+feedback ​ 1  1      1   ​1 ​       0    1    1    1    1
 +info      1  1      1   ​1 ​       1    0    1    1    1
 +pers      1  1      1   ​1 ​       1    1    0    1    1
 +imag      1  1      1   ​1 ​       1    1    1    0    1
 +meta      1  1      1   ​1 ​       1    1    1    1    0
 +</​code>​
 +A value of 1 in this matrix indicates that the corresponding column variable is used to predict the corresponding row variable (so each row can be regarded as specifying the predictors for the model used to predict each row variable). Now we will make a few changes to this matrix. First, I set the entire column corresponding to the ''​vi''​ variable to 0, so that the sampling variances are not used for imputing any of the missing values.((In principle, one could also use the sampling variances as a predictor, but this might be considered a bit unusual, so I refrain from doing so in this example.)) Also, I set the rows for variables ''​yi''​ and ''​vi''​ to 0, so that these variables are never imputed (this isn't really relevant here, since these two variables do not actually contain any missing values).
 +<code rsplus>
 +predMatrix[,"​vi"​] <- 0 # don't use vi for imputing
 +predMatrix["​yi",​] <- 0 # don't impute yi (since yi has no NAs, this is actually irrelevant here)
 +predMatrix["​vi",​] <- 0 # don't impute vi (since vi has no NAs, this is actually irrelevant here)
 +predMatrix
 +</​code>​
 +<code output>
 +         yi vi length wic feedback info pers imag meta
 +yi        0  0      0   ​0 ​       0    0    0    0    0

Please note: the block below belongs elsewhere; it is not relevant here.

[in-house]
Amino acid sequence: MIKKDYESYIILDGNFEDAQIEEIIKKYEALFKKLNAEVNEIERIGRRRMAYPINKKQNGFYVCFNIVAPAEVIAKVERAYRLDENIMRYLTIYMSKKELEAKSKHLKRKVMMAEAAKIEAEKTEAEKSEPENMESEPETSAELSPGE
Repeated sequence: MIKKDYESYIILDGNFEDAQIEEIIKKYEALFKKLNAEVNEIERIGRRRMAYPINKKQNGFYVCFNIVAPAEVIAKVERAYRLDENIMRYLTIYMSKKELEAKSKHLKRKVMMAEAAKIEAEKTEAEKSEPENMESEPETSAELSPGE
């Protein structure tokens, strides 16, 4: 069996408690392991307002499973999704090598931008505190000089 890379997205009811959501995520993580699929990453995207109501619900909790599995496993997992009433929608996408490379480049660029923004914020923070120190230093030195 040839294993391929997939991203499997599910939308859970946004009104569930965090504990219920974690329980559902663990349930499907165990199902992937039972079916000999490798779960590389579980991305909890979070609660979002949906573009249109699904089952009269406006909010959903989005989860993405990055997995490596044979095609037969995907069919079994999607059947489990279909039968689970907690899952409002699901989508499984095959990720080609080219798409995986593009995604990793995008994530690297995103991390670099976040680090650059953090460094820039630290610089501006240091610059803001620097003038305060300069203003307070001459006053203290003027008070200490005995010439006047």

+vi        0  0      0   ​0 ​       0    0    0    0    0
 +length ​   1  0      0   ​1 ​       1    1    1    1    1
 +wic       ​1 ​ 0      1   ​0 ​       1    1    1    1    1
 +feedback ​ 1  0      1   ​1 ​       0    1    1    1    1
 +info      1  0      1   ​1 ​       1    0    1    1    1
 +pers      1  0      1   ​1 ​       1    1    0    1    1
 +imag      1  0      1   ​1 ​       1    1    1    0    1
 +meta      1  0      1   ​1 ​       1    1    1    1    0
 +</​code>​
 +
 +Next, I create a vector that specifies the method used to predict (and hence impute) each variable:
 +<code rsplus>
 +impMethod <- make.method(dat)
 +impMethod
 +</​code>​
 +<code output>
 +yi       ​vi ​  ​length ​     wic feedback ​    ​info ​    ​pers ​    ​imag ​    ​meta ​
 +"" ​      "" ​   "​pmm"​ "​logreg"​ "​logreg"​ "​logreg"​ "​logreg" ​      ""​ "​logreg" ​
 +
 +</​code>​
 +By default, predictive mean matching (''​pmm''​) is used for numeric variables, while logistic regression (''​logreg''​) is used for two-level factors. One could change these defaults to other methods (see ''​help(mice)''​ for other imputation methods that could be used), but we will stick to the (usually sensible) defaults here. Note that no imputation method is specified for the ''​yi'',​ ''​vi'',​ and ''​imag''​ variables, since these variables do not contain any missing values.